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I'm currently working on a algorithm for an mathematical optimization problem and have to deal with the following situation.

In a lot of situations the algorithm needs to decide which subset S ⊂ N is best in this situation.
N = { 0, 1, 2, ..., 126, 127 }
|S| ∈ { 0, 1, 2, 3, 4, 5 } (size of subset is between 0 and 5)

This gives a total number of possible subsets of 265.982.833. (binom(128, 5) + binom(128, 4) + ... + binom(128, 0))

If I precalculate all possible subsets and store them in an array, then this array would have 265.982.833 entries and a memory footprint of about 1,27 GB without any optimizations and naive storage of the subsets as byte arrays.

In this case, when the algorithm needs to know which elements are in a specific subset with index i just a table lookup is required. However the huge memory requirements are not acceptable.

So my question is basically if anyone can think of an algorithm to efficiently calculate the elements in a subset based on the index i instead of requiring the precomputed array.


EDIT included samples:
lookupTable[0] = {}
lookupTable[1] = {0}
...
lookupTable[127] = {126}
lookupTable[128] = {127}
lookupTable[129] = {0, 1}
lookupTable[130] = {0, 2}
...
lookupTable[265982832] = {123, 124, 125, 126, 127}

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I think it would be hard to answer this without knowing what criteria is used for selecting a) the cardinality of S and b) members of S. Can the elements of N be computed based on their index? –  angelatlarge Mar 26 '13 at 23:34
    
Do you just want a fast and memory efficient loop (or iterator) which goes through the sets, or do you actually need to code them efficienty (why?) –  Andrej Bauer Mar 27 '13 at 2:55

2 Answers 2

up vote 5 down vote accepted

It's straightforward to construct each subset from the preceding subset. It's also straightforward to represent a subset as a 128-bit number (although obviously most values wouldn't map onto a qualifying subset, and I don't know if the value of 128 in the question was real or just an example.) That's certainly the first approach I would use; if it works, it's all O(1) and the storage cost is not extreme (16 bytes for indices instead of 4).

If you really want to store concise indices for the subsets, I'd use the following recursion, where S(n,k) represents all the subsets (or the count of the subsets) of size ≤ k from values < n:

s(n,0) = { {} }
s(n,k) = (s(n-1,k-1) ⊙ {n}) ⋃ s(n-1,k) if n ≥ k > 0
s(n,k) = {} if n < k

where the operator P ⊙ S means "Add S to each element of P" (and therefore the result is exactly the same size as P). So, viewed as a counting algorithm, we get:

S(n,0) = 1
S(n,k) = S(n-1,k-1) + S(n-1,k) if n ≥ k > 0
S(n,k) = 0 if n < k

The second recursion can be re-expressed as:

S(n,k) = Σni=kS(i-1,k-1)
(which would have come out looking nicer with jsMath, grrr.)

That's another way of saying that we'll generate the sets in order by the largest element, so we start with the set {0...k-1}, then all the sets with {k} as the largest element, then all the ones with {k+1}, and so on. Within each group of sets, we recurse to find the (k-1)-sized sets, again starting with the least maximum value and working our way up to one less than the maximum value we just selected.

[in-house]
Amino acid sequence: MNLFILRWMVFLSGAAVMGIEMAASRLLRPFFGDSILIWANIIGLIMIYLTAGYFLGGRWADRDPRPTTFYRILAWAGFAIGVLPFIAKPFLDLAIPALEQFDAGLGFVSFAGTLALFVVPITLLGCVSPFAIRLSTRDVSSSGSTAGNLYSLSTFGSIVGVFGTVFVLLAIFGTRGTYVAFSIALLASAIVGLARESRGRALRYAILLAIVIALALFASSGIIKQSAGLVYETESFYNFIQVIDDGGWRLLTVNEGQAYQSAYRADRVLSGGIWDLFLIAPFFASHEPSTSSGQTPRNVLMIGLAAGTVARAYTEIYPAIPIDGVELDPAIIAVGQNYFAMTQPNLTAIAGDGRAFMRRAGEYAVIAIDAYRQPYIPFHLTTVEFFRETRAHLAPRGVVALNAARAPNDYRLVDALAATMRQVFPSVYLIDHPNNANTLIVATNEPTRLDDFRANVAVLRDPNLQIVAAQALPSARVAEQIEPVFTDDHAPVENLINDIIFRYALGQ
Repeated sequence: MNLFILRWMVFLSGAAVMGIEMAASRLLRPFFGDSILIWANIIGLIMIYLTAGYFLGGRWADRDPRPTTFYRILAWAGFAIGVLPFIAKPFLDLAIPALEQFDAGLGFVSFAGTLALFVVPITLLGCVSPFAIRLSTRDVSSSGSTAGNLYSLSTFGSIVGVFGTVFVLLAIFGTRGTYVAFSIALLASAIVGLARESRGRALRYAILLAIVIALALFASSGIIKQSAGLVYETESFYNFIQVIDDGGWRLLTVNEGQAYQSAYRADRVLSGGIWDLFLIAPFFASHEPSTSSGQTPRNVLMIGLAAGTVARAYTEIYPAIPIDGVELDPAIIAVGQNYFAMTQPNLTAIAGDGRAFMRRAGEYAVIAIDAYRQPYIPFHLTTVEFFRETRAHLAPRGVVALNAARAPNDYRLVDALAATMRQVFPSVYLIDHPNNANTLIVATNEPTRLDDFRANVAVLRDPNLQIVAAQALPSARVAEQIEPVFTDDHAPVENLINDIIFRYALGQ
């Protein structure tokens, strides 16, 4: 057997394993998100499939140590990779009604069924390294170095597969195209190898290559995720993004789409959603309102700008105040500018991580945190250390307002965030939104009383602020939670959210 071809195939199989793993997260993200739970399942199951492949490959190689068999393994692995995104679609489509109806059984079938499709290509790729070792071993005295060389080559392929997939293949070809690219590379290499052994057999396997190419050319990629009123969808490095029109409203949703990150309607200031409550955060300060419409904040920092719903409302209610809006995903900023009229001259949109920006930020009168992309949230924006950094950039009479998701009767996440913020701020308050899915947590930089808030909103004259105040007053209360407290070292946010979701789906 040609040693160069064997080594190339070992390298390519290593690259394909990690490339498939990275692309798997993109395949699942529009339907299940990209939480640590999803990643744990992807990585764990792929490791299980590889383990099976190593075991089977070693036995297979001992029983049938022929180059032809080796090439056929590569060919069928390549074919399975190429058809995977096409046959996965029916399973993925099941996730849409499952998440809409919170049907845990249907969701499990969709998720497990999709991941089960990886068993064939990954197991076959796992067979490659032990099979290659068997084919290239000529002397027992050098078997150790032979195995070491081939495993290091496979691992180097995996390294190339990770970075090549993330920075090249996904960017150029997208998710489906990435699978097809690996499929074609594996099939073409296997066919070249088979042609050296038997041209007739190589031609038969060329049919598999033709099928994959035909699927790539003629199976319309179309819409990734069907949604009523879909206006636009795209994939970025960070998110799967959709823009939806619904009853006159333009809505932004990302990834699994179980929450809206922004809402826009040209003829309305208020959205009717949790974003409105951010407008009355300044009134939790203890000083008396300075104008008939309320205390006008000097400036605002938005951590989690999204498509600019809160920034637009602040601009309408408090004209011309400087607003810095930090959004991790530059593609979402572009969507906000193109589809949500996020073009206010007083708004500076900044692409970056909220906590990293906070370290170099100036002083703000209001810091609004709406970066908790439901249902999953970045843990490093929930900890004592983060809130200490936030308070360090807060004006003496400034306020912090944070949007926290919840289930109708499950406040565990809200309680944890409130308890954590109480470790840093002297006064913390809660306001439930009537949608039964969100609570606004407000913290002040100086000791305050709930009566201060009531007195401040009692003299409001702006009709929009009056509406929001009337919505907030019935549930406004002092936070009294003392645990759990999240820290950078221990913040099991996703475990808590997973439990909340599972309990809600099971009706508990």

So we can figure out what the largest value in the indexed set for an index in S(n,k) by successively subtracting S(i-1, k-1) for i from k to n until the result would be negative; then we add {i} to the result set; reduce k by 1 and repeat with n now set to i-1.

If we precompute the relevant tables of S(n,k), of which there are about 640 valid combinations, we can use binary search instead of iteration to find the i at each step, so the computation takes time k log(n), which is not awful.

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+1. See also: en.wikipedia.org/wiki/Combinatorial_number_system –  Knoothe Mar 27 '13 at 3:53
    
Thank you very much. I didn't tought about your first approach with the 128-bit number. Seams like this will be much better than any enumeration approach. –  raisyn Mar 27 '13 at 9:51
1  
@Knoothe: wikipedia's explanation is more elegant than mine. And they get to use real math formulas. –  rici Mar 27 '13 at 19:16

The naive implementation would use a bitmap (bitX == 1 meaning that item X is present in the set) An additional constraint would be that no more than 5 bits in the mask can be one. And it would need 128 bits to represent a set.

Using the product of primenumbers to represent the set would only need <64 bits per set (the 124...128'th primenumbers are {124:691, 125:701, 126:709, 127:719, 128:727}, and their product will fit into 64 bits, IICC. It will still waste some bits (a good enumeration would fit into 32 bits, as the OQ showed), but it is easy to check for "overlapping" common items of two sets by means of their GCD.

Both methods would need the array of values to be sorted, and using the rank of a set inside this array as its enumeration value.

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